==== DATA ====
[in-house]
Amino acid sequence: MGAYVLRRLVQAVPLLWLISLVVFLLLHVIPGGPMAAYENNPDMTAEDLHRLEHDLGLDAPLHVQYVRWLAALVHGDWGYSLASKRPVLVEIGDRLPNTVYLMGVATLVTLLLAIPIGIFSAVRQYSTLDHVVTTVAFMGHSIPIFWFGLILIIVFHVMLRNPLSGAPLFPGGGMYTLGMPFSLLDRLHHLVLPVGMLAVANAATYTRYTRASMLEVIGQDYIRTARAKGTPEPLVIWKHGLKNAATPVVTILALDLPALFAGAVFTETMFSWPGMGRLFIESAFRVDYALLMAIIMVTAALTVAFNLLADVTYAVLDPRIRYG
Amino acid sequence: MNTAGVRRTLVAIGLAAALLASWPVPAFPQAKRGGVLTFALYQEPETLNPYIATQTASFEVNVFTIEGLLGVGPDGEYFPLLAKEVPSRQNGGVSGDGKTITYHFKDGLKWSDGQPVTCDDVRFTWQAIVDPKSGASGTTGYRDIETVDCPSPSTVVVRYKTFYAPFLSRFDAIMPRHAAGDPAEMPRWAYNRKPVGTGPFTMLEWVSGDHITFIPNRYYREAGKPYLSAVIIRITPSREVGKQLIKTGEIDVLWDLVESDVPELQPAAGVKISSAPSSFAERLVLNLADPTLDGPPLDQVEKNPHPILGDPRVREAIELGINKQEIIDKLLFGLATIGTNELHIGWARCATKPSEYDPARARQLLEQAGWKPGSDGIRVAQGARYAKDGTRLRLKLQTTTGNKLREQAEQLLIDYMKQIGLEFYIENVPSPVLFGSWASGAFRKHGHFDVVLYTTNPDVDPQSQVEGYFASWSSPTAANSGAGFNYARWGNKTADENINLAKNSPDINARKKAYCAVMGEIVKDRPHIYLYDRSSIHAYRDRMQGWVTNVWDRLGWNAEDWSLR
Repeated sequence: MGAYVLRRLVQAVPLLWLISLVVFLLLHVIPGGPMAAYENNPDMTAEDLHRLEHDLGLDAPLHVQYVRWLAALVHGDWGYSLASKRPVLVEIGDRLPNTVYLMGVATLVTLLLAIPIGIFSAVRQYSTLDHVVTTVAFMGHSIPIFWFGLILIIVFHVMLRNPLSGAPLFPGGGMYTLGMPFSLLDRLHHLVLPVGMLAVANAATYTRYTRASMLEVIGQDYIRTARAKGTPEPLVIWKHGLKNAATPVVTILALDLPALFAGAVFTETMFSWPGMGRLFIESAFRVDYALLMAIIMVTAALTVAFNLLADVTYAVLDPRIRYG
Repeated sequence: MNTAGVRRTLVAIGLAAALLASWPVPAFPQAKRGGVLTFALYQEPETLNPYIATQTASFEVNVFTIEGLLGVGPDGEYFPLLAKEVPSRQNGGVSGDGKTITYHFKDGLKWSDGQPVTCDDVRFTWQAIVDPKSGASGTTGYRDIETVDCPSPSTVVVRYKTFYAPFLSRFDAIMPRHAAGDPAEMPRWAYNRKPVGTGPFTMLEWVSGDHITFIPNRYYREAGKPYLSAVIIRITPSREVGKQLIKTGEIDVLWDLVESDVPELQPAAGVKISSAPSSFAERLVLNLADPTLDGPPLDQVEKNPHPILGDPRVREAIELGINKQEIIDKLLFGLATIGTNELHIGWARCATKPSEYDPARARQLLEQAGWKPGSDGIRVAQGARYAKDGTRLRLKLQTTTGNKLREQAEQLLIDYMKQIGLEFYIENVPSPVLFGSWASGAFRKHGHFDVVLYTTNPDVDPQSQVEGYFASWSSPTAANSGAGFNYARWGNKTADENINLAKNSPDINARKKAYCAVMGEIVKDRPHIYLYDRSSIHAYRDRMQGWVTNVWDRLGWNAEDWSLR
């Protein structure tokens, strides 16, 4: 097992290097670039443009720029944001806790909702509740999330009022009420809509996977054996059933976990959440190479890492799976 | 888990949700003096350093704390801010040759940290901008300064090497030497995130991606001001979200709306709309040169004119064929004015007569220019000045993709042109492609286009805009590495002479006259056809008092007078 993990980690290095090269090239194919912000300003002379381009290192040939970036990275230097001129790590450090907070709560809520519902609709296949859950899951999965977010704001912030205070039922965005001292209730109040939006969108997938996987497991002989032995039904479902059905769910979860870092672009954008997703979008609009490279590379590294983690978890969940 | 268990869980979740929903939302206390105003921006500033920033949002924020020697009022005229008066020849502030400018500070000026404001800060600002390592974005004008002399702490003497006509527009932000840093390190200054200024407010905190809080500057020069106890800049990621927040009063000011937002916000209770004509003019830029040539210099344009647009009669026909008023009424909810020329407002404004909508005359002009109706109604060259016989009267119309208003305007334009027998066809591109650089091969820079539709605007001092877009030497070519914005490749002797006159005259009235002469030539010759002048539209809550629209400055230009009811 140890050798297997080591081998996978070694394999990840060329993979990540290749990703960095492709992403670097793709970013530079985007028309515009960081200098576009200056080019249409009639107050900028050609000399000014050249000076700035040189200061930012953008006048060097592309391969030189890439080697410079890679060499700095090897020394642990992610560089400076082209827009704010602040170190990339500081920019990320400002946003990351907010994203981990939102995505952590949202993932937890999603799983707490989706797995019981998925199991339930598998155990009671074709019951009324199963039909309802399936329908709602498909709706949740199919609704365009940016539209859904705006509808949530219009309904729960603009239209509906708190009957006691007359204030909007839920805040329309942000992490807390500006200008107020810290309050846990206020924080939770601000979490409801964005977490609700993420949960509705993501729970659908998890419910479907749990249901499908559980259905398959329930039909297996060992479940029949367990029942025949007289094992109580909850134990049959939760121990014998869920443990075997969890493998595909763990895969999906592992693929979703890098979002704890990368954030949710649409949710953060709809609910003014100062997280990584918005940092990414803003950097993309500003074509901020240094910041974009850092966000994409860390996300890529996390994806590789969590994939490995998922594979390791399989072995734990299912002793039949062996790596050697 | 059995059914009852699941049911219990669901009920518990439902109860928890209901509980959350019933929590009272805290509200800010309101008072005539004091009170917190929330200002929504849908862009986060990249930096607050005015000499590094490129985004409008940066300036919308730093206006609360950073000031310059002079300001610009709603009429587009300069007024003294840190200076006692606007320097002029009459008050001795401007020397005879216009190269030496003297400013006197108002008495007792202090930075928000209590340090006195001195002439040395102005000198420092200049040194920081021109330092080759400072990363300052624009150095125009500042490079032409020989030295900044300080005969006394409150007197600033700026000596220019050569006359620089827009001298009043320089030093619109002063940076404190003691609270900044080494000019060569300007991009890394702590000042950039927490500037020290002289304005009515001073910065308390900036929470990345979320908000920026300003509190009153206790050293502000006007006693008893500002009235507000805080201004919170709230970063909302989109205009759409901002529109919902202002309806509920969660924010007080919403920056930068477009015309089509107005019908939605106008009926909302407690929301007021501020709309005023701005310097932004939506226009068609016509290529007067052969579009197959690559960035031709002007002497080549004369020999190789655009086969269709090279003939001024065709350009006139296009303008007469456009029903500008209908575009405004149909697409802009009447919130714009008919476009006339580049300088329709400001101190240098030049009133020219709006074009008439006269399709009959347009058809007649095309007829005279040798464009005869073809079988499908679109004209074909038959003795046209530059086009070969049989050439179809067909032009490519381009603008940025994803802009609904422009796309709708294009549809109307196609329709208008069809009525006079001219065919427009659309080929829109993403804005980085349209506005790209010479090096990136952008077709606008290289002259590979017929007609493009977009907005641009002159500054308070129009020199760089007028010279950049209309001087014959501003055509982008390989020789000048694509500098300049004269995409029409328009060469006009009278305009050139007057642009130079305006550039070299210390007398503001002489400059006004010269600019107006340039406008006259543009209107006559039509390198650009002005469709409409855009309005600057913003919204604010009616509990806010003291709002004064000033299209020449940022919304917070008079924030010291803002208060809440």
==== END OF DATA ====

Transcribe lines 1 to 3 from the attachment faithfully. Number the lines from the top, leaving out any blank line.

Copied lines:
[in-house]
Amino acid sequence: MGAYVLRRLVQAVPLLWLISLVVFLLLHVIPGGPMAAYENNPDMTAEDLHRLEHDLGLDAPLHVQYVRWLAALVHGDWGYSLASKRPVLVEIGDRLPNTVYLMGVATLVTLLLAIPIGIFSAVRQYSTLDHVVTTVAFMGHSIPIFWFGLILIIVFHVMLRNPLSGAPLFPGGGMYTLGMPFSLLDRLHHLVLPVGMLAVANAATYTRYTRASMLEVIGQDYIRTARAKGTPEPLVIWKHGLKNAATPVVTILALDLPALFAGAVFTETMFSWPGMGRLFIESAFRVDYALLMAIIMVTAALTVAFNLLADVTYAVLDPRIRYG
Amino acid sequence: MNTAGVRRTLVAIGLAAALLASWPVPAFPQAKRGGVLTFALYQEPETLNPYIATQTASFEVNVFTIEGLLGVGPDGEYFPLLAKEVPSRQNGGVSGDGKTITYHFKDGLKWSDGQPVTCDDVRFTWQAIVDPKSGASGTTGYRDIETVDCPSPSTVVVRYKTFYAPFLSRFDAIMPRHAAGDPAEMPRWAYNRKPVGTGPFTMLEWVSGDHITFIPNRYYREAGKPYLSAVIIRITPSREVGKQLIKTGEIDVLWDLVESDVPELQPAAGVKISSAPSSFAERLVLNLADPTLDGPPLDQVEKNPHPILGDPRVREAIELGINKQEIIDKLLFGLATIGTNELHIGWARCATKPSEYDPARARQLLEQAGWKPGSDGIRVAQGARYAKDGTRLRLKLQTTTGNKLREQAEQLLIDYMKQIGLEFYIENVPSPVLFGSWASGAFRKHGHFDVVLYTTNPDVDPQSQVEGYFASWSSPTAANSGAGFNYARWGNKTADENINLAKNSPDINARKKAYCAVMGEIVKDRPHIYLYDRSSIHAYRDRMQGWVTNVWDRLGWNAEDWSLR